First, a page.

Something in the Water

2 Mins read

Written by Catherine Steadman — She’s best known as Mabel Lane Fox in the Downton Abbey TV series, but Catherine Steadman’s debut novel couldn’t be further from the life and times of Lord Grantham’s fictional Yorkshire estate.

It opens slap bang in the present, in some unidentified woods, where Erin is digging a grave. It’s bloody hard work and to keep her mind off her aching muscles, she lets her mind run riot, sharing her thoughts with us. It’s clear she’s a level headed sort, someone who likes to know the nitty gritty of whatever she undertakes, which is why the chapter is littered with facts and figures about grave digging. Yes, grave digging – and very interesting they are too.

Who is Erin burying? The answer to that is a shocker. Just six pages in and we’re already sent reeling. It’s an unusual, horrifying opening gambit and sets us up nicely for what’s to follow.

The story then skips back three months, to happier times for documentary maker Erin. She is in London, putting together the last-minute details of her dream wedding to the love of her life, city financier Mark, and also in the planning stage of her first solo film project. Life is great and things couldn’t be better. But guess what? That pretty bubble of joy is about to burst, big style.

Mark loses his job and suddenly the couple have to cut back on their lavish arrangements for the Big Day. Although her fiancé is beginning to fall apart at the seams, Erin doesn’t notice it. She’s too tied up in the final details of her documentary, which will focus on three long-term prisoners who are about to be freed from jail. Two are women, and while Erin warms to Alexa, young arsonist Holli is easier to relate to. Subject number three, though, could prove most problematic. Eddie Bishop is a bona fide East End gangster and Erin is surprised he’ll even consider being a part of her film. But he seems to be on board and the interactions between Eddie and Erin are among the most entertaining and intriguing in this book.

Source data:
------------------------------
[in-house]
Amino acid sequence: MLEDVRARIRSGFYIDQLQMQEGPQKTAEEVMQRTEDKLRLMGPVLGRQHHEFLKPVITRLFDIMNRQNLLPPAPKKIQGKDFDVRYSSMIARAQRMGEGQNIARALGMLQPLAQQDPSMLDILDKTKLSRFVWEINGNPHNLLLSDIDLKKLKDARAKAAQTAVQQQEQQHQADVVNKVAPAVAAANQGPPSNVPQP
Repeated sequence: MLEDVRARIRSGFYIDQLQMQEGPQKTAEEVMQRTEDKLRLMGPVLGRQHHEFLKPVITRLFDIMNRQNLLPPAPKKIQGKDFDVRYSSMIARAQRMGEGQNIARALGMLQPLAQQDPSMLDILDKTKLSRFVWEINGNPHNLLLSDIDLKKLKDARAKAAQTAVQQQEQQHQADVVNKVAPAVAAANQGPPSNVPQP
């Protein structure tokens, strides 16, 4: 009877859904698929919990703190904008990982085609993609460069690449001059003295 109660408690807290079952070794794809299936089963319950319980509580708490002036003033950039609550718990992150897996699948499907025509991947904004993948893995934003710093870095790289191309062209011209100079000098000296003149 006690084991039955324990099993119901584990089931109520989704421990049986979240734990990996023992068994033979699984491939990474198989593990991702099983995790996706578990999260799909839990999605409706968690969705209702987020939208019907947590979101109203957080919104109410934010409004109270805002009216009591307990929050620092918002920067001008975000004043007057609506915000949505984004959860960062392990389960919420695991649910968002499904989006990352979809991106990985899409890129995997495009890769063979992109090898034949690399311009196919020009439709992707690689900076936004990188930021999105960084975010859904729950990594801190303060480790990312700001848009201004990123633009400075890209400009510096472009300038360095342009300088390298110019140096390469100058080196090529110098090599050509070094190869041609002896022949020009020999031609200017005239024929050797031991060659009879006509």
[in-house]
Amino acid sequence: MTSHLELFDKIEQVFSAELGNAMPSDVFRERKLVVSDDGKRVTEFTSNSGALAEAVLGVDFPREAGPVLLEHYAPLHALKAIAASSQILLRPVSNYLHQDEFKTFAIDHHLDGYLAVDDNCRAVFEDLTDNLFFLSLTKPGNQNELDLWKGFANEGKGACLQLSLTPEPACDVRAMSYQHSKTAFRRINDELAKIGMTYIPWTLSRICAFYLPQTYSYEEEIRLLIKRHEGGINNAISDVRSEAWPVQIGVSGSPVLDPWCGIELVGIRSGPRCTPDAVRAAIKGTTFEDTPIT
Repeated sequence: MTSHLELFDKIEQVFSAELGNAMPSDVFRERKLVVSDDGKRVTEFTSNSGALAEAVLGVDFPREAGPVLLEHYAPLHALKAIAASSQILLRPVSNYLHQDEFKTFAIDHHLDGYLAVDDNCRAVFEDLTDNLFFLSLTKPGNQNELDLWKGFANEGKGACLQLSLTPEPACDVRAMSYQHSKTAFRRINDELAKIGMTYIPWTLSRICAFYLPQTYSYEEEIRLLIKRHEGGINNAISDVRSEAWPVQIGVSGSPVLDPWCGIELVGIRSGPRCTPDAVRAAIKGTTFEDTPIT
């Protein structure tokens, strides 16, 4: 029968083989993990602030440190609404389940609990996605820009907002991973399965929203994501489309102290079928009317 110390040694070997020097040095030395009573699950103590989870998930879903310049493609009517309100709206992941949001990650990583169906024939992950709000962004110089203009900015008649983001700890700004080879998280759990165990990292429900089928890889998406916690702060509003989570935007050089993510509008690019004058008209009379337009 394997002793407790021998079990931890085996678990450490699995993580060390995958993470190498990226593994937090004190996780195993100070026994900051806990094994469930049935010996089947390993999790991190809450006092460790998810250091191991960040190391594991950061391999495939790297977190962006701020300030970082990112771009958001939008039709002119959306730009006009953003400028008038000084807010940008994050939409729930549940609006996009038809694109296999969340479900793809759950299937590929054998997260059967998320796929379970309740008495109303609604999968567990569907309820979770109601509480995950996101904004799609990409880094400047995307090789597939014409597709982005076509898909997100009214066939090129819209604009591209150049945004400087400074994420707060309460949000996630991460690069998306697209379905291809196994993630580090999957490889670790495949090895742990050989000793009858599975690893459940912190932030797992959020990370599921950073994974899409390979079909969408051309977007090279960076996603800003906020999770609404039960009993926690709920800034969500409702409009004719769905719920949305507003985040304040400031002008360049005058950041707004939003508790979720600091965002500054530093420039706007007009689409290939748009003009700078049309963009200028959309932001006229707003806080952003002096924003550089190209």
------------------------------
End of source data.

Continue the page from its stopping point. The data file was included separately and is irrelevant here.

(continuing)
The one thing the couple is not prepared to sacrifice is their dream honeymoon in Bora Bora. The island is so vividly brought to life you’ll be reaching for the suncream and the scenes set in this idyllic paradise are both stunningly beautiful and deeply disturbing. Mark is an experienced diver and convinces his reluctant new bride to scuba dive to a wreck with him. It’s a trip that changes their lives forever when they find something in the water. What they’ve found is about to give them all end of trouble. Suddenly the pair are in way too deep, and every decision they take from now on pulls them further and further away from the straight and narrow…

Erin is the main culprit, and her self-centredness can grate at times. The woman we see expertly directing her documentary scenes appears very different to the one who acts first, and thinks later in her personal life. She professes to loving her new husband, but keeps rushing in without consulting Mark, and putting them both into danger in the process. As the relationship begins to fray, it is difficult to see how there can be any semblance of a happy ending.

Something in the Water has already been snapped up by Reese Witherspoon’s production company and with its masterfully rendered settings and utterly believable if sometimes downright annoying characters it is easy to see why it will make a great subject for a film. Steadman may be new to this crime writing lark, but she has an easygoing and engaging writing style and sly line in unexpected plot twists. More please!

For more island settings try Hell Bay by Kate Rhodes or Peter May’s Lewis Trilogy – here’s our review of the final part, The Chessmen.

Simon & Schuster

CFL Rating: 4 Stars

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